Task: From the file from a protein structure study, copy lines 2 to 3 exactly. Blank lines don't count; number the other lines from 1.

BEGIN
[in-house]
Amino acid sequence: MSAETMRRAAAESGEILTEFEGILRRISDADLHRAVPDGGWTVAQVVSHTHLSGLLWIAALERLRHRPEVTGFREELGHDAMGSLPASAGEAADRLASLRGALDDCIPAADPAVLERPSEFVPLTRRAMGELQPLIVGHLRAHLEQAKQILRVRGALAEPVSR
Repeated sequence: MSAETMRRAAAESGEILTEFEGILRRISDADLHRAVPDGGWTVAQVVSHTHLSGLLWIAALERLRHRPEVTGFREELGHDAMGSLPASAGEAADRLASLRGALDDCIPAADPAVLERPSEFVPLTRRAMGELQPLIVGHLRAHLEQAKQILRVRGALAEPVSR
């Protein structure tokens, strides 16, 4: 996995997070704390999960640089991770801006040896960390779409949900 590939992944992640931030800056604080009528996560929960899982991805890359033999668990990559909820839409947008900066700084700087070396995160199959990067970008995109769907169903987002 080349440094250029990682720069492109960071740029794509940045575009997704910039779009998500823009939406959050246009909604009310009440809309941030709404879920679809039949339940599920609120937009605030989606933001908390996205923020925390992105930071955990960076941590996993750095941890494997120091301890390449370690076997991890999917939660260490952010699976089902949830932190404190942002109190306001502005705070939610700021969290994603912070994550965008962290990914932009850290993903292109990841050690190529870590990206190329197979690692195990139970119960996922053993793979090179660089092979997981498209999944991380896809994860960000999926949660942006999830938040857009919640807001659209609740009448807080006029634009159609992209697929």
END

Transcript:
Amino acid sequence: MSAETMRRAAAESGEILTEFEGILRRISDADLHRAVPDGGWTVAQVVSHTHLSGLLWIAALERLRHRPEVTGFREELGHDAMGSLPASAGEAADRLASLRGALDDCIPAADPAVLERPSEFVPLTRRAMGELQPLIVGHLRAHLEQAKQILRVRGALAEPVSR
Repeated sequence: MSAETMRRAAAESGEILTEFEGILRRISDADLHRAVPDGGWTVAQVVSHTHLSGLLWIAALERLRHRPEVTGFREELGHDAMGSLPASAGEAADRLASLRGALDDCIPAADPAVLERPSEFVPLTRRAMGELQPLIVGHLRAHLEQAKQILRVRGALAEPVSR